She’s ten years older, 38, but still tender and firm. Her husband, an executive in the United Fruit Company, married her for her looks. To Angel, of course, the idea of cuckolding such a Yankee is delicious. All he had to do was snap his fingers: there she was, spread for him, wanting him, needing it bad.
“You’ve got such beautiful skin,” she says, caressing him, and he takes the compliment for granted, although once upon a time, growing up in Santiago de Cuba, he had been thin and awkward and shy.
His mother, Elena, who was widowed at 19 (through the agency of a knife fight over dice), had had a difficult time of it for a while, until she met a susceptible mafioso named Gino, a simple heart, who worked at one of the big casinos in Havana. He fell for her hard. If it had not been for Gino, with his money and influence, Angel and his brother Miguel might well have ended up, like so many others, cutting cane out in some hellishly hot field, having nothing to look forward to but more of the same.
Even after Gino was killed, falling prey to the ubiquitous machine-gun, his boss and friends continued to look out for Elena, to help her with her boys. When he was of age, Angel got a commission in the army, impossible without influence, while Miguel was given a job as a school teacher—the best deal of all, because he’s never actually had to teach a class. Since teachers appointed by the Minister of Education have lifetime tenure, he can never be fired. All he has to do is kick back a portion of this salary they pay him to do nothing. Miguel is supposed to be a math teacher: the only numbers he knows are the ones on money or dice.
“Roll over, Romeo,” says Sally. “I want to see what you’ve got there. Are you hiding something from me? You’re a bad boy, aren’t you?”
“Don’t call me Romeo.”
“Yes sir. Is that how I should address you from now on, Lieutenant-sir? Shall we keep things military?” She speaks to him in a babyish ‘love-voice’ that Angel finds unsympathetic. That last daiquiri has made her drunk.
He sighs. His fingers are in her hair. He shuts his eyes tight, and thinks of Leonora Christina. Then Brigitte Bardot. Then Leonora Christina again, helpless, in distress. It excites him. He doesn’t know why, but it does.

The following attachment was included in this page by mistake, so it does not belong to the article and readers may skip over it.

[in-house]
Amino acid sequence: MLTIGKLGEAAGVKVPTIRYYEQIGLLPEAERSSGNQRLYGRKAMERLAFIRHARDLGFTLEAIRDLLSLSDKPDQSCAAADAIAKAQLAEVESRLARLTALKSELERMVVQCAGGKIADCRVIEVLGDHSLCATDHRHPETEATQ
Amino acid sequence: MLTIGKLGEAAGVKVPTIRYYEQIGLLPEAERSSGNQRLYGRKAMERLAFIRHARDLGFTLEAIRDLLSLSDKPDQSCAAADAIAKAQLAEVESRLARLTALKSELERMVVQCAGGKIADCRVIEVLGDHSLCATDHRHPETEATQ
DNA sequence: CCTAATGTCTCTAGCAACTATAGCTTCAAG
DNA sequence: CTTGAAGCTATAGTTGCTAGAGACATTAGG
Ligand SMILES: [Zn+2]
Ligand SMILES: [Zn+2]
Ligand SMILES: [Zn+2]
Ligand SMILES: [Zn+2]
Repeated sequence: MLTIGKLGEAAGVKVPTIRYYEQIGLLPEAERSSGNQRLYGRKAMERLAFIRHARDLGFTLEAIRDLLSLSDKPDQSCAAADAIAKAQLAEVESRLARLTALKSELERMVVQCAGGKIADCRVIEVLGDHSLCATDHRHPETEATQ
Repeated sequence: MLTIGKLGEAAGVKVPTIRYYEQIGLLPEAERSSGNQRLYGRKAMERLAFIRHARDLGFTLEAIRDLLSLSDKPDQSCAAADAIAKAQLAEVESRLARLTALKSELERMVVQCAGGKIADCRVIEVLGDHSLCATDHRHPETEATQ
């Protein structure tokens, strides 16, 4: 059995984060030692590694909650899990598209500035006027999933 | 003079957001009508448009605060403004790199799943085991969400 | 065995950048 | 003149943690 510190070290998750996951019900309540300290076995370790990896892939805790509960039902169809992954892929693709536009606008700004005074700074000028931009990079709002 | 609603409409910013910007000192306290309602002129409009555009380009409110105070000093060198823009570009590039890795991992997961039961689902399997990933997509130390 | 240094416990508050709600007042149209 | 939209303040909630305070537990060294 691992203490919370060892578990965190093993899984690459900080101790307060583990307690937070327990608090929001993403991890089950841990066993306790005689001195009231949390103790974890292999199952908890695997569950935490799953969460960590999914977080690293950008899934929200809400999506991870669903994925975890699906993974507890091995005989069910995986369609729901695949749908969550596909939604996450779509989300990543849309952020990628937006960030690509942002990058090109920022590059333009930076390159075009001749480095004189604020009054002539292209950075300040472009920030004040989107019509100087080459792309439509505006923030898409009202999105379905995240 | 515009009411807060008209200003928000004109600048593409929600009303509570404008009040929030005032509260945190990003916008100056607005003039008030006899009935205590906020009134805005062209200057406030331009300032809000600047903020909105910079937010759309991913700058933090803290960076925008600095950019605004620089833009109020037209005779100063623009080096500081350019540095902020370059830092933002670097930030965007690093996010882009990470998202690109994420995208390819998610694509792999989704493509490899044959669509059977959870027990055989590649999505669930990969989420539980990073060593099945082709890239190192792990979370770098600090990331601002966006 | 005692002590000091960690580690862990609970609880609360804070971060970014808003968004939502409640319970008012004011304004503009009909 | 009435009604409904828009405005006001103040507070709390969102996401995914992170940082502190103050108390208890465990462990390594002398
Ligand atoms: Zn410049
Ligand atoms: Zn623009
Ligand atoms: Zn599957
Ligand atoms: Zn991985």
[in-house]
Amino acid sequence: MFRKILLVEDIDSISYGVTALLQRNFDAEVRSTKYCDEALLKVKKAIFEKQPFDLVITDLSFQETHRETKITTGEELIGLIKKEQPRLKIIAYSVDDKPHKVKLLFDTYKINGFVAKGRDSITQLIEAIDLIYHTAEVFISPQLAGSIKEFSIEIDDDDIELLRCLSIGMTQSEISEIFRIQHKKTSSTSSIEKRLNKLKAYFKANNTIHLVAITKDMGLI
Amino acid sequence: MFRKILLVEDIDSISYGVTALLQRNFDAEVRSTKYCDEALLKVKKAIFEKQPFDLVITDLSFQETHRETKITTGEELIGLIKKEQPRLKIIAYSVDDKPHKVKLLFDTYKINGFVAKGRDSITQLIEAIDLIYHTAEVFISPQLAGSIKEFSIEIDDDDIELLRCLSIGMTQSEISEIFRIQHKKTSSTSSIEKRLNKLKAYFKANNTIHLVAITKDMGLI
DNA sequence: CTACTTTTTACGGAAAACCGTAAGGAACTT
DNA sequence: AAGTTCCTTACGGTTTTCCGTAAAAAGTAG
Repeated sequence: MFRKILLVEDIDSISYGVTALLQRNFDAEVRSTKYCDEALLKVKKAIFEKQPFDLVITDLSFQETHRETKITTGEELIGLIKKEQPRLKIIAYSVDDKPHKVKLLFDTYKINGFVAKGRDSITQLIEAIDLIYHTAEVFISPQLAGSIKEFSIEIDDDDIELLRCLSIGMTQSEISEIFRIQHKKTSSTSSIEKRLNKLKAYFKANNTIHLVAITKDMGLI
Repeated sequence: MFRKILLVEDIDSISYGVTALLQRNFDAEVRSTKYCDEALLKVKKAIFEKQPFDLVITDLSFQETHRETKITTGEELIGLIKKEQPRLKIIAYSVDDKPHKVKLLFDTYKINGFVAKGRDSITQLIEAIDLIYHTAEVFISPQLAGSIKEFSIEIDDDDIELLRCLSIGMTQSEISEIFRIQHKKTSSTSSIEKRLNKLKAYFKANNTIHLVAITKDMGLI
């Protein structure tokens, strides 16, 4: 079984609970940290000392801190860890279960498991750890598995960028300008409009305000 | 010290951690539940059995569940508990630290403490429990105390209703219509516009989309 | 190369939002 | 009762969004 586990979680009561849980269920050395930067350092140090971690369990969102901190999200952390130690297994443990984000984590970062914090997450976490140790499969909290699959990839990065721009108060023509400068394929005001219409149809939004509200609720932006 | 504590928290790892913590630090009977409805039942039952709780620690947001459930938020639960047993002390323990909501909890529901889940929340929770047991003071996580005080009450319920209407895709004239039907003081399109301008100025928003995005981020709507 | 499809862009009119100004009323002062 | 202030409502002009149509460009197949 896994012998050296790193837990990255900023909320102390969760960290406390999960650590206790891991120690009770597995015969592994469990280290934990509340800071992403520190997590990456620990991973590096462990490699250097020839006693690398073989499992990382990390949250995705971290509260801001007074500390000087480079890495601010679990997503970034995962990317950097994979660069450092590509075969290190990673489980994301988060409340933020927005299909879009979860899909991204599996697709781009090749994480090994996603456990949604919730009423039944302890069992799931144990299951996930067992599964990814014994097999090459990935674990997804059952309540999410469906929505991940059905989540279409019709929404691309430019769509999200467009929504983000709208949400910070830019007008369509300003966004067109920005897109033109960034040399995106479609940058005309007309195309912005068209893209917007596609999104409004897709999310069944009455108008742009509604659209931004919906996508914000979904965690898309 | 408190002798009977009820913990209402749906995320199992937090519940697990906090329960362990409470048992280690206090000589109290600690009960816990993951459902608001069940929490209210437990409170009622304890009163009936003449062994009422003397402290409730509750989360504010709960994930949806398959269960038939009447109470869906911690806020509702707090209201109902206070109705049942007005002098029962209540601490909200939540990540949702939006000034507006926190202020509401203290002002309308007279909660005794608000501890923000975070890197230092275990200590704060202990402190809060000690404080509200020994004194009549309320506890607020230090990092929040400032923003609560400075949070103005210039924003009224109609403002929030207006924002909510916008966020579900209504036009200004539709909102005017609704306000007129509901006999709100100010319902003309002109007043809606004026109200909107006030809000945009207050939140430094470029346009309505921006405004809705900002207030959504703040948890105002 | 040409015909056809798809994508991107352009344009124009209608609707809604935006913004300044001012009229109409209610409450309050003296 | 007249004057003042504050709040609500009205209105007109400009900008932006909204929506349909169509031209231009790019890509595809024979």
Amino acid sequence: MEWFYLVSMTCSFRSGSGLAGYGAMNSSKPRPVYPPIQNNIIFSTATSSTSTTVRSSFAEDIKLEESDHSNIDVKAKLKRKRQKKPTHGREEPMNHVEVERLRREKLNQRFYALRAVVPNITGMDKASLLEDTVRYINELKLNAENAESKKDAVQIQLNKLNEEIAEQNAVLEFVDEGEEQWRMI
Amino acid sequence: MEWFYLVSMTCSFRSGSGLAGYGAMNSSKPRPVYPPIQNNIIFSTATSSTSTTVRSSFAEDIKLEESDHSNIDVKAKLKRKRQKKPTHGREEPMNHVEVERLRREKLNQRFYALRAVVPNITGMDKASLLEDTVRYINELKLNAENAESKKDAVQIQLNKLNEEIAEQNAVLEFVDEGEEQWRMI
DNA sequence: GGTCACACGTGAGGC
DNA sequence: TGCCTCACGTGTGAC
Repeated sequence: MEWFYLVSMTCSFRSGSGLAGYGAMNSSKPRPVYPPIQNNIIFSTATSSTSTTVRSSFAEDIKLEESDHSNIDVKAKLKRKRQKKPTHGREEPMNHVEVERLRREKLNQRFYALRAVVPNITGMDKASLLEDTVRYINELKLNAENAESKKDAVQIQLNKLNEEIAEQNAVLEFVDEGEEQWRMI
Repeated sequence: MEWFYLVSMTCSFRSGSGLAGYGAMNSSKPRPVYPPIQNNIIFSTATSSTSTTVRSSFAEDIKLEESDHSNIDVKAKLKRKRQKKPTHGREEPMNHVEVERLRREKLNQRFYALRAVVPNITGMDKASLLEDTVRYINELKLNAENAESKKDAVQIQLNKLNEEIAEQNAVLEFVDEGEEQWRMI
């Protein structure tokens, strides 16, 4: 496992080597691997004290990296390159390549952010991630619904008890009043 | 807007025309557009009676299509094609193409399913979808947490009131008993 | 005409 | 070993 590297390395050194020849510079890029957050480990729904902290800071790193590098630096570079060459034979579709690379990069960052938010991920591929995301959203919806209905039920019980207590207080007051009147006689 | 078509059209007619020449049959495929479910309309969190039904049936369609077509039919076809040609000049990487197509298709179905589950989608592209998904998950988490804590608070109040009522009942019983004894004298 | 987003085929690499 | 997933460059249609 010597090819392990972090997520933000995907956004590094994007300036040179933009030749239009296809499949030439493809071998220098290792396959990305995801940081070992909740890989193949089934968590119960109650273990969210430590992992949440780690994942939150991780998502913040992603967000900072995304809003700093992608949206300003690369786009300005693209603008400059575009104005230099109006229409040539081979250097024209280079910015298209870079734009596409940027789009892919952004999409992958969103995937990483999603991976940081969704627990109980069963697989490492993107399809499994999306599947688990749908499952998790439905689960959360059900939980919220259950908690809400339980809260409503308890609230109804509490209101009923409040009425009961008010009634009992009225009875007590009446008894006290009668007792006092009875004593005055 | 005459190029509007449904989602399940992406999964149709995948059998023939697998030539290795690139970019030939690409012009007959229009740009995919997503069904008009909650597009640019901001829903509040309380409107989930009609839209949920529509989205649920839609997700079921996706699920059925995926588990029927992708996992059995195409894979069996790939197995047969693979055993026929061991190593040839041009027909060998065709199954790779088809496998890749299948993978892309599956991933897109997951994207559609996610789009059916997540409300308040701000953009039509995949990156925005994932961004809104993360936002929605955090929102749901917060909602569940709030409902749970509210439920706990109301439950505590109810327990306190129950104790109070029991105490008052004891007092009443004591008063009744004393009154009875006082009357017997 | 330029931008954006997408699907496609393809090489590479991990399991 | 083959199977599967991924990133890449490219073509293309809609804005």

He opens his eyes. Sally seems lost, her own eyes closed, in a devotion that Angel, rightly or wrongly, identifies as greed.
“Pancho Villa was drunk all the time,” says Fidel, drinking from a bottle of white rum. “And look what he got done.”
Che laughs, and says then maybe they too should be drunk all the time—who knows? He’s only kidding, he hastens to add. Fidel laughs again, in another of his unpredictable moods.
Next to the campfire, they talk about the French Revolution of 1789. It’s interesting because of all the actions and reactions, each victory lasting only a couple of months before the next coup and associative purge.
Che speaks of Robespierre’s ‘Republic of Virtue,’ which he admires as the first big attempt to found a secular religion. Fidel interrupts him by making a joke, he can’t resist.
“In Havana, we already have our Virtue Street. It’s where all the whores hang out, you know, waiting for gringos.”
Che laughs, but he wants to continue with his point.
Justo goes to see his friend Ulpiano, who makes bombs. Some of these don’t do any damage or kill anyone, they just make a lot of smoke and noise. Ulpiano, who is black, offers Justo a warm bottle of Coke. They talk for a long time then about all of the things they’d like to see changed.
Betting eleven eleven eleven, eleven eleven eleven, seven and then six, always red, according to a system based on the astrology of the Mayan Empire, I lose again and again, in the black of bluest night, trying to hang on to the shreds of my cool.
“It’s painless,” I say to myself, only the briefest flicker of disappointment betraying me, as I watch some American woman bet on zero, like an asshole—and win.
I can read a sign. I turn away from the baize and go to the bar.
I order a drink, mentally calculating my finances. It would not be cool to take my money out and add it up in public, so I try to remember all off my bets. Obviously, I missed noticing an omen.
Behind me, the bitch shrieks again, as if having an orgasm. I wouldn’t be surprised.
“Tell me, is there anything worse than a Yankee?” I say to the bartender, who gives me a slow-developing, collaborative smile.
“Two,” he says, and I agree.
The music, that music … echoes and is magnified inside of Lieutenant Santamaria’s head. His body is flushed with warmth. He’s high.
The air-conditioning isn’t working very well, and Leonora Christina is perspiring, in her blue x-ray dress. Tan nylons that Angel knows are held up by a garter belt, lacy panties, and—oh, he wants her, there’s never been any doubt about that. But lately their lovemaking has been contaminated and corrupt. Something is wrong. Where they used to share secrets, now they conceal them.